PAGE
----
- “We have a sale date for 8-7-09 and IndyMac will not budge on working with us. They want $35,0000.00 in order to stop the sale date. If we had that kind of money we wouldn’t need a modification.” Find it here
Approved Loan Modification Loans
Hundreds and thousands of loan modification requests are made to banks and most of these will be denied.
You will be frustrated dealing directly with the bank or your mortgage lender over applying for a loan modification. In fact, when entertaining this option, you are asking a lot of them. They gain no profit by reducing your rate, or bettering your terms. The most common offer from banks at first is an offer of a temporary solution. Typically, a bank will offer you a change in your mortgage rate for 3 to 5 year terms
The ultimate goal before approaching a bank for a Loan Modification is to look for angles that gives you the upper hand which puts you in the position of power of negotiations.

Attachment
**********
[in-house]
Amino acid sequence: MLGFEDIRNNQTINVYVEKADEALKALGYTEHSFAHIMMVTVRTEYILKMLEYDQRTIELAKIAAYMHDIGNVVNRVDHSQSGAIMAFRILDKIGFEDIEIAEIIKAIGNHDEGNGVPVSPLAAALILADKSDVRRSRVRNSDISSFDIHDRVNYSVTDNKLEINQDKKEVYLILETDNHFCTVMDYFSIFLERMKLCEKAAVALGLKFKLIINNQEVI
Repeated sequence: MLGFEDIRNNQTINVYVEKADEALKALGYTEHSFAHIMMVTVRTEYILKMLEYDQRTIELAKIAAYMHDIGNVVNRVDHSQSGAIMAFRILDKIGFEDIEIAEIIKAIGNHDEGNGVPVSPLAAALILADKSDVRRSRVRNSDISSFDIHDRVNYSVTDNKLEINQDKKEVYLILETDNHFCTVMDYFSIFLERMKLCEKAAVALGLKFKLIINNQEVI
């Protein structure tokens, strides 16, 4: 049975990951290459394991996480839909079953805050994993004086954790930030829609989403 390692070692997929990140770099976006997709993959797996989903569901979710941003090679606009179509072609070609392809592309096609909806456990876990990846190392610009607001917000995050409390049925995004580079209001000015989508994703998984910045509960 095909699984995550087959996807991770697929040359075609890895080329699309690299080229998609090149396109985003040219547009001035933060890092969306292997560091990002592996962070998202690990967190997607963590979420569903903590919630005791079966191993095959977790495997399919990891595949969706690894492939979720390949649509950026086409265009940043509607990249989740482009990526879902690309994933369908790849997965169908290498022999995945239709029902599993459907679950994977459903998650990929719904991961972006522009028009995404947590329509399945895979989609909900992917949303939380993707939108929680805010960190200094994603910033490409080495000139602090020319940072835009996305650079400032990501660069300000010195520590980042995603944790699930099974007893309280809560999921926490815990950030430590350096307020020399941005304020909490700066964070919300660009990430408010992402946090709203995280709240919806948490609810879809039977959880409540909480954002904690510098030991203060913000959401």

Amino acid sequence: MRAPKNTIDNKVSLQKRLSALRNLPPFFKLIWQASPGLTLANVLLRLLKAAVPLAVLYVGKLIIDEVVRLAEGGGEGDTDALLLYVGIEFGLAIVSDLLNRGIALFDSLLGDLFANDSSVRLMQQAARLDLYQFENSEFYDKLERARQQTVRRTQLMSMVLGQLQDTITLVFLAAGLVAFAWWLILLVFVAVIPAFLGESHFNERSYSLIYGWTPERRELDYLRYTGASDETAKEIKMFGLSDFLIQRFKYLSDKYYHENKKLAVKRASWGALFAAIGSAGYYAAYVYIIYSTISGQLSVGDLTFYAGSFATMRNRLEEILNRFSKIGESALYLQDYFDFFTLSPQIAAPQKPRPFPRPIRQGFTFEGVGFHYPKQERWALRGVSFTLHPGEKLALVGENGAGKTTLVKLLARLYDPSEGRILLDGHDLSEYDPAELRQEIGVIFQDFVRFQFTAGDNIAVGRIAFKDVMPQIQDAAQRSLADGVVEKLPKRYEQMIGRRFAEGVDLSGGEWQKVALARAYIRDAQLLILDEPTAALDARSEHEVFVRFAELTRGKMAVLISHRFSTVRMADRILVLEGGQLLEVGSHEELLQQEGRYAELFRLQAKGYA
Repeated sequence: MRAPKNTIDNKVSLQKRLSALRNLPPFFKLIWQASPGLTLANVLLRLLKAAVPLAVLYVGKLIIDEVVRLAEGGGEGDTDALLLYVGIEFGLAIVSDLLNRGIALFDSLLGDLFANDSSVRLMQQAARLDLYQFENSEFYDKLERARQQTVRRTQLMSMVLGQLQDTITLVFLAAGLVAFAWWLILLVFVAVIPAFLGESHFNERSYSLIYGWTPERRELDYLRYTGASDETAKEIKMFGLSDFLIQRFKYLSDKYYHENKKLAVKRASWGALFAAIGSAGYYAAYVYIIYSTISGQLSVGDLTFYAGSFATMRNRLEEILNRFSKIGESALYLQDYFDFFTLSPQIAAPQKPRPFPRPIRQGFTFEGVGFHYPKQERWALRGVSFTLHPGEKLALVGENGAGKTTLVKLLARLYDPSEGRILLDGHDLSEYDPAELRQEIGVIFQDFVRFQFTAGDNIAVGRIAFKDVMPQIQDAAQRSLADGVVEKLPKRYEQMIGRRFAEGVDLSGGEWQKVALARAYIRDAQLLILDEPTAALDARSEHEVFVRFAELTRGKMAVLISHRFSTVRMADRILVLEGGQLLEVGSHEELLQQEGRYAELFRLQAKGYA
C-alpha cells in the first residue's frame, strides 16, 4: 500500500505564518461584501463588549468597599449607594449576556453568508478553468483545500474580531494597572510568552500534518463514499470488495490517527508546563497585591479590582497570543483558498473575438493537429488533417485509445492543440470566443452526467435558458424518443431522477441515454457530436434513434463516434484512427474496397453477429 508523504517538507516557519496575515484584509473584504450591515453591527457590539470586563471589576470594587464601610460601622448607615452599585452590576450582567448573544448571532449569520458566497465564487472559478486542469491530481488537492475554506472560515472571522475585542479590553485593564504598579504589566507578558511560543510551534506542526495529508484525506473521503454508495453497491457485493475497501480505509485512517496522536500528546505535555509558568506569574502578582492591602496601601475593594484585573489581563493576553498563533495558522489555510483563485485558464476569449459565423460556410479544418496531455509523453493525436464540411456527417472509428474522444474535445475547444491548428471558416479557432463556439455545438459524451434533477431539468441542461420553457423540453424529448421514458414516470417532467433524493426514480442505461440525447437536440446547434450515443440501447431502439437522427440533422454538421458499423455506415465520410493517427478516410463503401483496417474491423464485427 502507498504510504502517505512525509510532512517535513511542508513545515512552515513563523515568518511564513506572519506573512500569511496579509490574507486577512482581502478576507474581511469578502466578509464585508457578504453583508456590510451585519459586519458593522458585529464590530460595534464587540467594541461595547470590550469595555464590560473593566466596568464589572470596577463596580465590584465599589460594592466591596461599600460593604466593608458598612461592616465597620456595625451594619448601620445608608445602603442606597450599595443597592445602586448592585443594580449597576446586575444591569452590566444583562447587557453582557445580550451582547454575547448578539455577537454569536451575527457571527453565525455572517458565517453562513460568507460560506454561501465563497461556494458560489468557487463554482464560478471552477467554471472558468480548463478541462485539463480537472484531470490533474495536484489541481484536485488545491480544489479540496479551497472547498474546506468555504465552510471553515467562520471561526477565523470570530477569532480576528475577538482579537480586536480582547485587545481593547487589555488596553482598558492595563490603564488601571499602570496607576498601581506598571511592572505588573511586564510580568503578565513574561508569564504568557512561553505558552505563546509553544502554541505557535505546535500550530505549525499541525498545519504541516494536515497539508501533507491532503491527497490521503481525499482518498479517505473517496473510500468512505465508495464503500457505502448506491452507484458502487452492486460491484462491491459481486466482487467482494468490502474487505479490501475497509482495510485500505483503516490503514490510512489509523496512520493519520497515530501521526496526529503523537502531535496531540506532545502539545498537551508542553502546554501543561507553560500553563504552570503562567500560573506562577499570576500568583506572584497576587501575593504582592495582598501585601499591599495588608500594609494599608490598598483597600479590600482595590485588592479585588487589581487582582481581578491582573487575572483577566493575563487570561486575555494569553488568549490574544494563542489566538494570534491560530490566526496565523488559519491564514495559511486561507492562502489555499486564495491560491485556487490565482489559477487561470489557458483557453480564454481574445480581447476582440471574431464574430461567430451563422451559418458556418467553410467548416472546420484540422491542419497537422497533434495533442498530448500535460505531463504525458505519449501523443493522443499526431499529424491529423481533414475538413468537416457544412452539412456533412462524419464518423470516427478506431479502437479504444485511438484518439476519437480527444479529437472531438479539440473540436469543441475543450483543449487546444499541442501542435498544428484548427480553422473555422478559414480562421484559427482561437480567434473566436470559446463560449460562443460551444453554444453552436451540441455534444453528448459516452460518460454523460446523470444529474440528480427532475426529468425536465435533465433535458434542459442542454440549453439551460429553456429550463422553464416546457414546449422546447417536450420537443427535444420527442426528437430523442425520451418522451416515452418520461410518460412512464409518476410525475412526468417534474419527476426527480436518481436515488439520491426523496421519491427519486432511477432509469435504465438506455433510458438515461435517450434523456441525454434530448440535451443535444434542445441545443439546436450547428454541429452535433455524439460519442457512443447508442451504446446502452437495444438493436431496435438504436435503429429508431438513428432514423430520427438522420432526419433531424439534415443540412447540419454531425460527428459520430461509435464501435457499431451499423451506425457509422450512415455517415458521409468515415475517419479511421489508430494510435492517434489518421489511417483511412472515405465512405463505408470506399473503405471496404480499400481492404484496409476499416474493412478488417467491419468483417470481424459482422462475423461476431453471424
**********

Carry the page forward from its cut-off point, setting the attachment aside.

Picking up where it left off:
- What LEAVERAGE is NOT– “My boss laid me off…” “I just got a divorse”, “My son had medical problems”, “My car had problems” etc, etc.
The Fed’s study found that only 3 percent of seriously delinquent borrowers – those more than 60 days behind – had their loans modified to lower monthly payments; about 5.5 percent received loan modifications that did not result in lower payments.
Adjustments which benefit the borrower are those that:
- Reduction in principal
- Lengthening of the loan term
- Capping the monthly payment to a percentage of household income
You want to a customer who is fully prepared, anticipating every question that the banking officer may ask. A combination of information and preparation is the most powerful negotiating tool in the world.
Here are some basic things to prepare in advance of a meeting with a banking officer for a bank modification loan.
1. Credit History- Have you checked your annual free score before the meeting? You can access it on line to double check any discrepancies that might exist. What credit history can you show that paints you in a responsible light? 2. Employment, 3. Residence – (Last 2 Years)
4. Current Budget- Provide the bank with a detailed current budget outlining all your finances.